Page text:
Canadian GDP contracted by 0.3% in October, ending a four-month string of gains.
The decline in output was led by the goods-producing side of the economy, which saw output fall 1.3% on the month. Leading the decline was manufacturing, where output fell 2.0% on widespread declines among the sub-categories. Statistics Canada noted that the decline reflected a lower volume of exports (October trade volumes: -0.7%). Mining, quarrying, and oil and gas extraction output fell 1.2% after a string of robust gains in prior months.
Services activity held up once again, delivering a 0.1% gain on the back of retail trade (+0.7%) and wholesale trade (+0.6%). Real estate and leasing (+0.4%) also performed well, while finance and insurance (-0.5%) declined for a third consecutive month.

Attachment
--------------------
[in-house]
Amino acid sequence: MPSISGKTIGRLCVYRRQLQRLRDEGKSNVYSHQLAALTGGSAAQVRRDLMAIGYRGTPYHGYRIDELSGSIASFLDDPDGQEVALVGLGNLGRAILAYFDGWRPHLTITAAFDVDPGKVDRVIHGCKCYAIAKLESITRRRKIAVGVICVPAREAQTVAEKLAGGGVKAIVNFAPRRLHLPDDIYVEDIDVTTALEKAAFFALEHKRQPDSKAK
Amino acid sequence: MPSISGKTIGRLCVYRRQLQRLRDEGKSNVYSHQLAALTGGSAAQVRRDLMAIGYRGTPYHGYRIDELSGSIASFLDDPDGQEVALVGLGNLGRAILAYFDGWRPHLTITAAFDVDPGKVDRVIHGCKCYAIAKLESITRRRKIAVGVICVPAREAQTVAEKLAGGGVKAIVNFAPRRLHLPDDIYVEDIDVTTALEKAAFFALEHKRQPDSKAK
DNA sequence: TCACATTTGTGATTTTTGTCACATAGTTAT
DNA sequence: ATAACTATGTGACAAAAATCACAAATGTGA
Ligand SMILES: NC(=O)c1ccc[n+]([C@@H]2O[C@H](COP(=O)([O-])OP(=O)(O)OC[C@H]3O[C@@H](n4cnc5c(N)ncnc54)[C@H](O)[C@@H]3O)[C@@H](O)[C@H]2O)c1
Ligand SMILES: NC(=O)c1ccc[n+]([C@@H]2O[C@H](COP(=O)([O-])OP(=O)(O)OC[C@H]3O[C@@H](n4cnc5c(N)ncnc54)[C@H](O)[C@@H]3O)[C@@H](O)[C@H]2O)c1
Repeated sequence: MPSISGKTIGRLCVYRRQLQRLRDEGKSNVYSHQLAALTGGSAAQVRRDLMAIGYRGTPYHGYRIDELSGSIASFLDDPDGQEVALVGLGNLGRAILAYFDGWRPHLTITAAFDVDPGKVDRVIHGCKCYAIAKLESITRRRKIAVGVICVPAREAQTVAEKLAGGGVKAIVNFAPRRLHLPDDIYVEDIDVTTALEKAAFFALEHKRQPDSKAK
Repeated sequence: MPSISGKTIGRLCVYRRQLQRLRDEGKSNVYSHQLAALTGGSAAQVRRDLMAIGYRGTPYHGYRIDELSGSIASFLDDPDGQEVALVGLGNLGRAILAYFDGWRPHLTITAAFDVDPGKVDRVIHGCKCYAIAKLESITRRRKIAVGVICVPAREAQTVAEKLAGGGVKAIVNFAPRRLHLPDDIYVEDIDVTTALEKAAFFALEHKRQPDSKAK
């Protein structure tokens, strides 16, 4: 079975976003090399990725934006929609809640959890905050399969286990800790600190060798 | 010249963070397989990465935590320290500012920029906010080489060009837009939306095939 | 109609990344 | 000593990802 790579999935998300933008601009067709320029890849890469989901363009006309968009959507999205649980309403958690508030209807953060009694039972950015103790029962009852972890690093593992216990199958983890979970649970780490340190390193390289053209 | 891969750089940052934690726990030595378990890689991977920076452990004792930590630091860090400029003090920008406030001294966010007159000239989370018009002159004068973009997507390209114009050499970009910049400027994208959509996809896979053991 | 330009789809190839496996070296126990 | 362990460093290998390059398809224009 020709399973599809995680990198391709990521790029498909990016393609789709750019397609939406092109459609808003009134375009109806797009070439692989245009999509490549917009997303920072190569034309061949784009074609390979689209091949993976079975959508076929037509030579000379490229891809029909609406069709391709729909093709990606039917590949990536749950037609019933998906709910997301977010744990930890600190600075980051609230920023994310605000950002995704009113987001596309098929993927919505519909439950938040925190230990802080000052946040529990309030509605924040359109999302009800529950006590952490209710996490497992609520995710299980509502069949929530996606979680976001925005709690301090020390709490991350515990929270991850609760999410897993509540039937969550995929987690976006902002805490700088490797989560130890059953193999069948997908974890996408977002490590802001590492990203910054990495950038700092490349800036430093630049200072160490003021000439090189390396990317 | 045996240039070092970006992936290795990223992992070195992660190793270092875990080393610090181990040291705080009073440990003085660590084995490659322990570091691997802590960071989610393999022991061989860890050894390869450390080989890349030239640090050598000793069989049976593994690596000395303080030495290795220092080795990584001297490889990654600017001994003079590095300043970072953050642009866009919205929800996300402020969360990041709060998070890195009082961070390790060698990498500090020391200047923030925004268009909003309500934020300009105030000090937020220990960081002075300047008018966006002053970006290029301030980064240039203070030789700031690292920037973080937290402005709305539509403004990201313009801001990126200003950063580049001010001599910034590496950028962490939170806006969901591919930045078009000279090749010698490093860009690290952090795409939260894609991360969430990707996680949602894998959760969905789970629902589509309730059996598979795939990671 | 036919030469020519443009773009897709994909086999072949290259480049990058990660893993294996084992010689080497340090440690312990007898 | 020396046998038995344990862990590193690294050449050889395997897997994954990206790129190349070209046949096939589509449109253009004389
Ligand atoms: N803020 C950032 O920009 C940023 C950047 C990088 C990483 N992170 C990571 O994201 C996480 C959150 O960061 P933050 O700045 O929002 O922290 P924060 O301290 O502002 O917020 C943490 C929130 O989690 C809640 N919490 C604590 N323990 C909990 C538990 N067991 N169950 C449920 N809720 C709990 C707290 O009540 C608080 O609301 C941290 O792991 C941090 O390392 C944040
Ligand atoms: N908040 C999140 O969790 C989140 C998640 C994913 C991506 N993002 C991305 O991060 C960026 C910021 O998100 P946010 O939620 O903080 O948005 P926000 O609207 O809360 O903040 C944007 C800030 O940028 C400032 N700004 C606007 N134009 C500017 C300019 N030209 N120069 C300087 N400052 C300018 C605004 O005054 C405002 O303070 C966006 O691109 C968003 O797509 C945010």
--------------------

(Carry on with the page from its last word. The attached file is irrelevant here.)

Some pull-back in the Canadian economy was likely for October in light of strong gains in prior months and the weak October trade data. Indeed, today's report was disappointing by almost any measure, with the scale of the retrenchment in activity larger than analysts expected. That said, the October GDP figures should be taken in the broader context. Despite the scale of the pull-back, it was not sufficient to undo September's healthy growth, which was revised up to +0.4%. Indeed, while today's report does provide a soft start to the fourth quarter, the strong September figures help offset this somewhat - we continue to expect above-trend GDP, indicative of an economy that continues to move in the right direction, albeit slowly.
From the Bank of Canada's perspective, today's report is likely in line with expectations. Per the October Monetary Policy Report, a more moderate pace of growth was expected going forward after last quarter's healthy rebound. While the risks to monetary policy remain skewed towards further easing, the October GDP numbers are consistent with the Bank of Canada maintaining its policy interest rate at 0.50% for the foreseeable future